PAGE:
Customer Service and the Future of Publishing

February 7, 2011

Communication is as challenging as it ever was.

The exchange was prompted by a post on Dan Gillmor’s excellent journalism blog on When I saw Dan on the Mac version I did the requisite Google search for an answer and got the usual spam-filled and out-of-date search results.

Like David Pogue at the New York Times I’ve been using Dragon Naturally Speaking since before Nuance bought it (he wrote Mac OS X: The Missing Manual, Second Edition using Dragon on Windows). Unlike David Pogue, I could never get it to work satisfactorily. Until Version 11. It’s amazingly good. I’m 99% happy with it (the accuracy could always be better, but it is still miraculous). At the same time, I’m continuously besieged by my very-well-meaning Macintosh buddies to return to the Apple fold. I think they’re right, but after struggling with Dragon for a decade, I don’t want to step backwards. (Would the Windows version work just as well on a MacBook Air?).

Update, February 8, 2011:

Update, February 11, 2011:

After receiving today the comment from Gene Gable (below) it struck me as odd that I’ve not received a response from Nuance. The new rules of engagement for companies in this era of social media are to respond quickly to blogs, tweets, Facebook postings and comments about your products. Last September I posted a very minor complaint about the company on Amazon, and Peter Mahoney, SVP & GM, Dragon responded the same day. When I later commented on the product, ditto. It appears he still works there, so why doesn’t Nuance’s electronic press clipping service pick up on this post? (As you see above, it’s cross-linked to Dan Gillmore’s far-more-popular blog, so it shouldn’t be tough to find.)

My guess is it’s mainly because Google is now worthless for most product searches: it has been too thoroughly gamed by the SEO hordes. A Google search of blogs on “‘Dragon Naturally Speaking’ AND Nuance” produces just garbage and noise.

(When I Googled “too thoroughly gamed by the SEO hordes” to find an appropriate link, I found that search had been gamed as well, and most of the links were to “gaming”.)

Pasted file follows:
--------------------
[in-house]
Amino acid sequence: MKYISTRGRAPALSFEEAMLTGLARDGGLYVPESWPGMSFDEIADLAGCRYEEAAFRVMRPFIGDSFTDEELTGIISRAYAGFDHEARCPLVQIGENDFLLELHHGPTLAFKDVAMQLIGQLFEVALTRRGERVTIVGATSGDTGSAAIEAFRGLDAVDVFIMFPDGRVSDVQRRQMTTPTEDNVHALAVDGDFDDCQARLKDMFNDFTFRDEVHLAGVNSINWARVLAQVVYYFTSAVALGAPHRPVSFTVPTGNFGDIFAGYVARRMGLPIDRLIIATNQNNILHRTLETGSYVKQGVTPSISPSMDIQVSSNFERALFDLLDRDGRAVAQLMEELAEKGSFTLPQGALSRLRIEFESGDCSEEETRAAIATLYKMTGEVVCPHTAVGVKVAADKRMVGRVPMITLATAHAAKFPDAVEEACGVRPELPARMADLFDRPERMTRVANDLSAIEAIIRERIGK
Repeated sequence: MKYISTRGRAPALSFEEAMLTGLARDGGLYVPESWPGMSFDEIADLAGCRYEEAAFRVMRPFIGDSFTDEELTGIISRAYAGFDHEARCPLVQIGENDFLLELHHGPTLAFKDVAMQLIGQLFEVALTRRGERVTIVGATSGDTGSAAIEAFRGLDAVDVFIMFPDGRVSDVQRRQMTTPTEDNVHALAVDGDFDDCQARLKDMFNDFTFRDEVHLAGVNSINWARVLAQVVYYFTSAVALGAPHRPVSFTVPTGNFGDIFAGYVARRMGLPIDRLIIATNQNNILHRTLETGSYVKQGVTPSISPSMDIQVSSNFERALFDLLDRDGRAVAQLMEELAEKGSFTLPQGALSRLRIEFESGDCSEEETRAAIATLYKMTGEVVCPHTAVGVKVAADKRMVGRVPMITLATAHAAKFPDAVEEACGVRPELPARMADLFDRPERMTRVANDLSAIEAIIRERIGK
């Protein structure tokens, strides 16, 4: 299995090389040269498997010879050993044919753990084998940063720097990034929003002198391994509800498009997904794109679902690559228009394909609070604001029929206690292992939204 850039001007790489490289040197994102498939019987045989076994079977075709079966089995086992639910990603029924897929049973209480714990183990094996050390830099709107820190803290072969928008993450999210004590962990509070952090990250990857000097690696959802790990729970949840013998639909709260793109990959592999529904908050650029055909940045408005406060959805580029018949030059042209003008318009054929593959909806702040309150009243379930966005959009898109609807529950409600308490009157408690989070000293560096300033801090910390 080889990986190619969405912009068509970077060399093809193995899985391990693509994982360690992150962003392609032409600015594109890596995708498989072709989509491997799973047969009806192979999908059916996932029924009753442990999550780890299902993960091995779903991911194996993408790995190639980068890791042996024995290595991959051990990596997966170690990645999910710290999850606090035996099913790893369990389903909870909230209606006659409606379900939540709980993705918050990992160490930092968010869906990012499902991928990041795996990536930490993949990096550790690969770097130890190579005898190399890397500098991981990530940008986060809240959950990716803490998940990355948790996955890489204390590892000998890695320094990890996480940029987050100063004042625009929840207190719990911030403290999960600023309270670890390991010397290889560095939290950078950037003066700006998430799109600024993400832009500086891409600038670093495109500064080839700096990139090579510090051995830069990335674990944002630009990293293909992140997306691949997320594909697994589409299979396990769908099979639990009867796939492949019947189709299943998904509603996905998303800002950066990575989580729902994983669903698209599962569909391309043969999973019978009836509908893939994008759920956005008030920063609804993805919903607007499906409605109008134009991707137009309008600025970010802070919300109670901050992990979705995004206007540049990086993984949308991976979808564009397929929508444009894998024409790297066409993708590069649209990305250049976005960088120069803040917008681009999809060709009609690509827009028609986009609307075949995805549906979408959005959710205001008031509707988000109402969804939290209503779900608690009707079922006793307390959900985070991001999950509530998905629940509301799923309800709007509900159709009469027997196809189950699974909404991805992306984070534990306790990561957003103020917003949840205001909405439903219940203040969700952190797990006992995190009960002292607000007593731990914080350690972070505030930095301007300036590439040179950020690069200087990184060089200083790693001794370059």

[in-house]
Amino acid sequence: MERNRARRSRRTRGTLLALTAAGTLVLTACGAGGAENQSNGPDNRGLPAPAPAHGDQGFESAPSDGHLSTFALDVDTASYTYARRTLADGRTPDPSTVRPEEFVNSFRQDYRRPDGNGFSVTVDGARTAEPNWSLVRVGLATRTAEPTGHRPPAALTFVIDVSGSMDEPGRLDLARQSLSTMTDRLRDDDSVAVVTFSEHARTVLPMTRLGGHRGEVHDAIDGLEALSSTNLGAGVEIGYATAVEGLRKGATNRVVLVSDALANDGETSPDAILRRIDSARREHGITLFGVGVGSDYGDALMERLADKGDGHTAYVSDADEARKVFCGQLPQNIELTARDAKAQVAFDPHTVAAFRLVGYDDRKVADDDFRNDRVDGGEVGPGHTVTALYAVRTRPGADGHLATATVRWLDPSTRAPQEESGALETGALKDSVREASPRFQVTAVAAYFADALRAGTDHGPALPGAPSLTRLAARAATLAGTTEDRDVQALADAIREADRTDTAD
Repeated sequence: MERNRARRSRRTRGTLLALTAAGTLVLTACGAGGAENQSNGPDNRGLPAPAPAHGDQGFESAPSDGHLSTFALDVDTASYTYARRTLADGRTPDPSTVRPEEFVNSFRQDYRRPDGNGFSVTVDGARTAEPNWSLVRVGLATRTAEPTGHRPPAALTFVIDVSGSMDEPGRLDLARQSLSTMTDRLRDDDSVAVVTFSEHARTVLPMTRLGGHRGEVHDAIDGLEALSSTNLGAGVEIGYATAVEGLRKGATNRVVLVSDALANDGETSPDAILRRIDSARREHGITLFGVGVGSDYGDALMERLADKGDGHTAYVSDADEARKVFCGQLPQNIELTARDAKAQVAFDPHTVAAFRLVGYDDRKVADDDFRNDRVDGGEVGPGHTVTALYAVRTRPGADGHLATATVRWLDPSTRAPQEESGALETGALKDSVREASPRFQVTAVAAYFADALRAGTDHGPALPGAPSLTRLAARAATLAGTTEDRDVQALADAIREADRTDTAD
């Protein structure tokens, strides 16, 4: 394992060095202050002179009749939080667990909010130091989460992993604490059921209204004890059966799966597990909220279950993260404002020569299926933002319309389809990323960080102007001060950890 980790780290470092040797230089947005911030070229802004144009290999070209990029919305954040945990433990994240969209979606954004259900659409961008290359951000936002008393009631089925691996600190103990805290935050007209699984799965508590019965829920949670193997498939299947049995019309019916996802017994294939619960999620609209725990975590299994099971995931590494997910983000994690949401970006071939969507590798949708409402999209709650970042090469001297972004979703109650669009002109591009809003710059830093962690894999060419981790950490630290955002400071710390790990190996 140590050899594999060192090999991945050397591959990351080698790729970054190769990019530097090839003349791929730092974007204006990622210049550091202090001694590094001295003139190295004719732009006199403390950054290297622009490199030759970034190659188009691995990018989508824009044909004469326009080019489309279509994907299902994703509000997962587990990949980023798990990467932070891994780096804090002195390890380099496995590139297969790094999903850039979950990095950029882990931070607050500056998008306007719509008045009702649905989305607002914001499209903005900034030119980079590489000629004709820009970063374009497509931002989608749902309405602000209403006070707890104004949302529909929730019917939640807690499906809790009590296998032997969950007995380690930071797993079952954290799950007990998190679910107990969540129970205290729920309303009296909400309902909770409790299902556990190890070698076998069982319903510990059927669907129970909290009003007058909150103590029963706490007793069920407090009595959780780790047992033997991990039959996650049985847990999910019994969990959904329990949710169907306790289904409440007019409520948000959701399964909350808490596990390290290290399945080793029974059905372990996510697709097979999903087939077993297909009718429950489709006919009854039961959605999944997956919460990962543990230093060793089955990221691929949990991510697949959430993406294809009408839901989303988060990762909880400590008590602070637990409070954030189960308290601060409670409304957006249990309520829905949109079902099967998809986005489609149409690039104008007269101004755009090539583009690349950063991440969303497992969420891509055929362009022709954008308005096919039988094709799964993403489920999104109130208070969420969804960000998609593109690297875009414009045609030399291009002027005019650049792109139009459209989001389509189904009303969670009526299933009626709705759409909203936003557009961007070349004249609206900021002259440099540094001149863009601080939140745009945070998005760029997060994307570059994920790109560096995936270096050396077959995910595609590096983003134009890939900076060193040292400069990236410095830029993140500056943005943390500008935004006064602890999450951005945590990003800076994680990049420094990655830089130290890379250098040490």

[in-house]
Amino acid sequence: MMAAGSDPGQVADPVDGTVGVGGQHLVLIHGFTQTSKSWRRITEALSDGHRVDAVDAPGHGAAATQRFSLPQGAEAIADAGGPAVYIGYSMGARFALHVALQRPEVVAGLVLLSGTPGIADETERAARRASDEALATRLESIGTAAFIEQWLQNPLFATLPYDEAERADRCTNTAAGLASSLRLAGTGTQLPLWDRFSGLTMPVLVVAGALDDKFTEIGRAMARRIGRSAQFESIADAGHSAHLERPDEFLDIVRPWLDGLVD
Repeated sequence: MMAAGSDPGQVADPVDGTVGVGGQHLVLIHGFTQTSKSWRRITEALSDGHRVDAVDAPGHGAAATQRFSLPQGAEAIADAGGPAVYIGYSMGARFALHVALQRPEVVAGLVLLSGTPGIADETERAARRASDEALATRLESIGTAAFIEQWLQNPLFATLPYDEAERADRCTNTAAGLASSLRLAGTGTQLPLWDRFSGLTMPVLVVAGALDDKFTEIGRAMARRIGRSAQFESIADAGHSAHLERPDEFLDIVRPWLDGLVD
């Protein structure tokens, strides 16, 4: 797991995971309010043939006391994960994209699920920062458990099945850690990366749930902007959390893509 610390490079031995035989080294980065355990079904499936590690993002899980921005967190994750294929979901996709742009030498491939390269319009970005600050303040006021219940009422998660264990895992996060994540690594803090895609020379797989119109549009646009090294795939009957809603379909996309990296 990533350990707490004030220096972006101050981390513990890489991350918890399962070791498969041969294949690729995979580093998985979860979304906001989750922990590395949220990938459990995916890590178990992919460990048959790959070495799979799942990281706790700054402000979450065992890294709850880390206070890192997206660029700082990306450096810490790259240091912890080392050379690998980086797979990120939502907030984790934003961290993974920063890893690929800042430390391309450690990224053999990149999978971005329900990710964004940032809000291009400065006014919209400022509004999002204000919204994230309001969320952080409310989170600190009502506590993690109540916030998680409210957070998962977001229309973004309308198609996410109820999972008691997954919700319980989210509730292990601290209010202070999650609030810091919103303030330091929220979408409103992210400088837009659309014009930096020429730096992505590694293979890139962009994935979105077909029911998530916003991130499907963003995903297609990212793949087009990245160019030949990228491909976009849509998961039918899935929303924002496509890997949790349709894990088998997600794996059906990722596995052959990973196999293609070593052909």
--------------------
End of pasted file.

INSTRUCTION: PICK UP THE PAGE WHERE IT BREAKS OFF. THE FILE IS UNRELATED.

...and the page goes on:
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Forecast for 2011: It Will Begin This Weekend

December 29, 2010

’nuff said.


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Two Winners Win $50 Million

November 5, 2010

They’re $50 million lottery prize winners in a country where the prizes are tax-free.

Claude and Kurt Blanchette-Ebert are a month away from celebrating their 30-year anniversary, though they’ve never could afford a vacation to celebrate any of the other 29. They recently lost their house. Claude worked as a furniture upholsterer; Kurt is a master chef who till last Monday worked baking pastries.

It has absolutely nothing to do with the future of publishing.

I thought it a very happy story and a heartwarming video.

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Google Converses With Me

October 2, 2010

Back in July I noticed that Google’s gmail SAS (software-as-a-service) enjoys chatting with me about spam.

Tonight I found it reading my mail just as I was sending it:


I think it’s becoming just a little too intimate (although it did help prevent a “senior moment”).

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It’s a Book

September 6, 2010

“Can you blog with it?”

“No. It’s a book.”

Cute little video for a new book by Lane Smith…great example of the use of viral online media to promote…a book.


“Lane Smith brilliantly captures the fears of today’s book lovers over e-readers in a children’s book — and does so with great humor.”
The New York Post

“Personally, we laughed our ass off—and we know a few kids who will, too.”
Time Out New York Kids


Thanks for the heads up, Wendy.

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